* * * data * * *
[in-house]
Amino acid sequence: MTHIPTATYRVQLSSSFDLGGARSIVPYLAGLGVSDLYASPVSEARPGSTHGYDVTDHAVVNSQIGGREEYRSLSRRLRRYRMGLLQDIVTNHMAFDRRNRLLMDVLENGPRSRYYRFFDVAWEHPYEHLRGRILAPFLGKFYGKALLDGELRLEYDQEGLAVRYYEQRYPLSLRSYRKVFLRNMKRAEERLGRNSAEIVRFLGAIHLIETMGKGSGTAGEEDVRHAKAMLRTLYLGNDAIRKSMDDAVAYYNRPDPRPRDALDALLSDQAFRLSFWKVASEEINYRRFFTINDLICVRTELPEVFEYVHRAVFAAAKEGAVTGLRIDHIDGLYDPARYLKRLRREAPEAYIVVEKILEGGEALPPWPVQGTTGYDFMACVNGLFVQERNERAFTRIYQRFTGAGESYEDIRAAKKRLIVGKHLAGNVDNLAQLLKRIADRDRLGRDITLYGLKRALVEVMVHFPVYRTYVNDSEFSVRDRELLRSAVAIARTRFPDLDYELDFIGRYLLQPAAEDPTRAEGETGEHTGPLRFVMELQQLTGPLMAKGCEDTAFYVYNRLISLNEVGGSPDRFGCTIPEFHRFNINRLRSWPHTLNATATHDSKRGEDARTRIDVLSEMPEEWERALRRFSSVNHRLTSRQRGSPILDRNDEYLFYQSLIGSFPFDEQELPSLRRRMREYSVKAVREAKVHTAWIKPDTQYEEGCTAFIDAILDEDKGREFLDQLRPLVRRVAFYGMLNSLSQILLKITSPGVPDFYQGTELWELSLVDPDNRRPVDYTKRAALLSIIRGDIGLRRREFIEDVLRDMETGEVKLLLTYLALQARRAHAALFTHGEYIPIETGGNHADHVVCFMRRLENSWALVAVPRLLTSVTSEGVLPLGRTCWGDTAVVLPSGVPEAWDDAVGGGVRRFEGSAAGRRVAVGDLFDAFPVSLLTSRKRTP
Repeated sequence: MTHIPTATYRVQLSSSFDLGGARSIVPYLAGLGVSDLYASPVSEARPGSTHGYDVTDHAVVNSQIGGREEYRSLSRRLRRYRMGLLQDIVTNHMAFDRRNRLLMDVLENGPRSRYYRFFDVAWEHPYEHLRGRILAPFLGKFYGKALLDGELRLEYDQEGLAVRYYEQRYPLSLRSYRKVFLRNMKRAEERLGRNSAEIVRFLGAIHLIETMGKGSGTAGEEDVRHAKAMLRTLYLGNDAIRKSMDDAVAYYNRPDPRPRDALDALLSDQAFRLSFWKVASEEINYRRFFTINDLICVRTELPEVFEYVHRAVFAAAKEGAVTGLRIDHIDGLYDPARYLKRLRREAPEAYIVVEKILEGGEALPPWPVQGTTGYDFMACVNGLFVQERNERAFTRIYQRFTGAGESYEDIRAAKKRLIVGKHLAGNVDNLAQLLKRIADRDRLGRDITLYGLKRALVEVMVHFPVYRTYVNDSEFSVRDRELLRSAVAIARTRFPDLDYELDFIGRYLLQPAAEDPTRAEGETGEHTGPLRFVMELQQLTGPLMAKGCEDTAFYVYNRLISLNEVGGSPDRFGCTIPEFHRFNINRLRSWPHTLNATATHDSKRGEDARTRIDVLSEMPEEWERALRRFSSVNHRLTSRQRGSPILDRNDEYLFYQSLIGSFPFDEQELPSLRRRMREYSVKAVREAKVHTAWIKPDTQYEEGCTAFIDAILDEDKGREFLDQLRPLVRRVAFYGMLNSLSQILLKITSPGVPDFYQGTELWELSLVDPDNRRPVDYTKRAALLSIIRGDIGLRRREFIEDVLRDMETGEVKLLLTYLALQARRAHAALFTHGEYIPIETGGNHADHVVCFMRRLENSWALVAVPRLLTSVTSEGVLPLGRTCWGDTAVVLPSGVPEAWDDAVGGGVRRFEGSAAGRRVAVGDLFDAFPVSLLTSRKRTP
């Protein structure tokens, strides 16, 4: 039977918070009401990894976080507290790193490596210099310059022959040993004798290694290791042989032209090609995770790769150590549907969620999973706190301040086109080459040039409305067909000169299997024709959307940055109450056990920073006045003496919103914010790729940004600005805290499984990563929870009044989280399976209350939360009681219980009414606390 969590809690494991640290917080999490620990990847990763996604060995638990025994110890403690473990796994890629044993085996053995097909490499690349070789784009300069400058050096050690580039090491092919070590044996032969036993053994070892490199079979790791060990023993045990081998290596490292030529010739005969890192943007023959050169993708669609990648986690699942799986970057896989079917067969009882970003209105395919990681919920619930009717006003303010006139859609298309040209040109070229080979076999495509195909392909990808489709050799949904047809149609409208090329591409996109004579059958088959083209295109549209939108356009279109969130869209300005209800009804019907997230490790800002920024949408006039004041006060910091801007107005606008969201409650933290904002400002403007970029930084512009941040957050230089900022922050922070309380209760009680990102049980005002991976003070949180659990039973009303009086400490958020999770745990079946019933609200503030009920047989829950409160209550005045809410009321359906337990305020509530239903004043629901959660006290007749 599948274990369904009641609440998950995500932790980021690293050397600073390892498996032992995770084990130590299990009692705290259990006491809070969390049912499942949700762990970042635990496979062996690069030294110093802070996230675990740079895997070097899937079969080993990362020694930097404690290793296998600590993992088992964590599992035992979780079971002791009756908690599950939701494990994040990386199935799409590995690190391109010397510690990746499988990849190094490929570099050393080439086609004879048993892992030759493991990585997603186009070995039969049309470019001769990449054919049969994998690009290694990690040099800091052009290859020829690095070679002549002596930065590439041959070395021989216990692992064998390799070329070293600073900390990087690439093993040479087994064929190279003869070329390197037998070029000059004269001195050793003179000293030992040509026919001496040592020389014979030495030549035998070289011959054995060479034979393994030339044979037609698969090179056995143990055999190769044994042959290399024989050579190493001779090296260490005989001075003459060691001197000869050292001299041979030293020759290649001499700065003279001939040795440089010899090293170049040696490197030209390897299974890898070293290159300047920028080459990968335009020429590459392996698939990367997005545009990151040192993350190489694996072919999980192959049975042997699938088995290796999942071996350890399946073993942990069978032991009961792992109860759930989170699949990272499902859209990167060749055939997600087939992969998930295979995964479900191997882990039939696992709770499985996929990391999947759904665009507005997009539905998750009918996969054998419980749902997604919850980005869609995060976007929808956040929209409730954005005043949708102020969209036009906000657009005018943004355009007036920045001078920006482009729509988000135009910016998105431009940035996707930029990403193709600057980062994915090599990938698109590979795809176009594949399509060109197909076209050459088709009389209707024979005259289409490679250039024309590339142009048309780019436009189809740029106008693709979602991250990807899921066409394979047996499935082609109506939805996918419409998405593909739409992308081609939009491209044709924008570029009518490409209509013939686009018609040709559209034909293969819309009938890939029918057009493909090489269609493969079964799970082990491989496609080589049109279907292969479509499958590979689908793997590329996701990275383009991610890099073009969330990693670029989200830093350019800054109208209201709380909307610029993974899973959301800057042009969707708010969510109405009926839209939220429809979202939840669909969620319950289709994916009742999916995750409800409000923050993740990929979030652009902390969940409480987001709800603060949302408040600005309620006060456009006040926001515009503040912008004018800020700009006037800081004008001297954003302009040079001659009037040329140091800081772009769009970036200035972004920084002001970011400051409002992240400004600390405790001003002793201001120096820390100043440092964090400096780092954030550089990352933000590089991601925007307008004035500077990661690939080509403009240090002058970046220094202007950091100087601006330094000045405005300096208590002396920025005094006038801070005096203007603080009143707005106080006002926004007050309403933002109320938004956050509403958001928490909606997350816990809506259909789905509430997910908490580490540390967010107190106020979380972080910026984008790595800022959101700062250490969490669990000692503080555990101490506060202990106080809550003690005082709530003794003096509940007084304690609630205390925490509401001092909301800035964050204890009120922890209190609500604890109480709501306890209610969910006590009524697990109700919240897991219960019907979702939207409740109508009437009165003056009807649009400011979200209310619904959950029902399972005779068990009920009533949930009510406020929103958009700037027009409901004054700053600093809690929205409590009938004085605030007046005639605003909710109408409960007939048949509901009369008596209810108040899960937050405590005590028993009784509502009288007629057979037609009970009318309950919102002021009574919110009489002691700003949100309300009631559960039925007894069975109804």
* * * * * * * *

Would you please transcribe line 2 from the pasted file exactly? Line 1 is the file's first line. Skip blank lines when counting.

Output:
Amino acid sequence: MTHIPTATYRVQLSSSFDLGGARSIVPYLAGLGVSDLYASPVSEARPGSTHGYDVTDHAVVNSQIGGREEYRSLSRRLRRYRMGLLQDIVTNHMAFDRRNRLLMDVLENGPRSRYYRFFDVAWEHPYEHLRGRILAPFLGKFYGKALLDGELRLEYDQEGLAVRYYEQRYPLSLRSYRKVFLRNMKRAEERLGRNSAEIVRFLGAIHLIETMGKGSGTAGEEDVRHAKAMLRTLYLGNDAIRKSMDDAVAYYNRPDPRPRDALDALLSDQAFRLSFWKVASEEINYRRFFTINDLICVRTELPEVFEYVHRAVFAAAKEGAVTGLRIDHIDGLYDPARYLKRLRREAPEAYIVVEKILEGGEALPPWPVQGTTGYDFMACVNGLFVQERNERAFTRIYQRFTGAGESYEDIRAAKKRLIVGKHLAGNVDNLAQLLKRIADRDRLGRDITLYGLKRALVEVMVHFPVYRTYVNDSEFSVRDRELLRSAVAIARTRFPDLDYELDFIGRYLLQPAAEDPTRAEGETGEHTGPLRFVMELQQLTGPLMAKGCEDTAFYVYNRLISLNEVGGSPDRFGCTIPEFHRFNINRLRSWPHTLNATATHDSKRGEDARTRIDVLSEMPEEWERALRRFSSVNHRLTSRQRGSPILDRNDEYLFYQSLIGSFPFDEQELPSLRRRMREYSVKAVREAKVHTAWIKPDTQYEEGCTAFIDAILDEDKGREFLDQLRPLVRRVAFYGMLNSLSQILLKITSPGVPDFYQGTELWELSLVDPDNRRPVDYTKRAALLSIIRGDIGLRRREFIEDVLRDMETGEVKLLLTYLALQARRAHAALFTHGEYIPIETGGNHADHVVCFMRRLENSWALVAVPRLLTSVTSEGVLPLGRTCWGDTAVVLPSGVPEAWDDAVGGGVRRFEGSAAGRRVAVGDLFDAFPVSLLTSRKRTP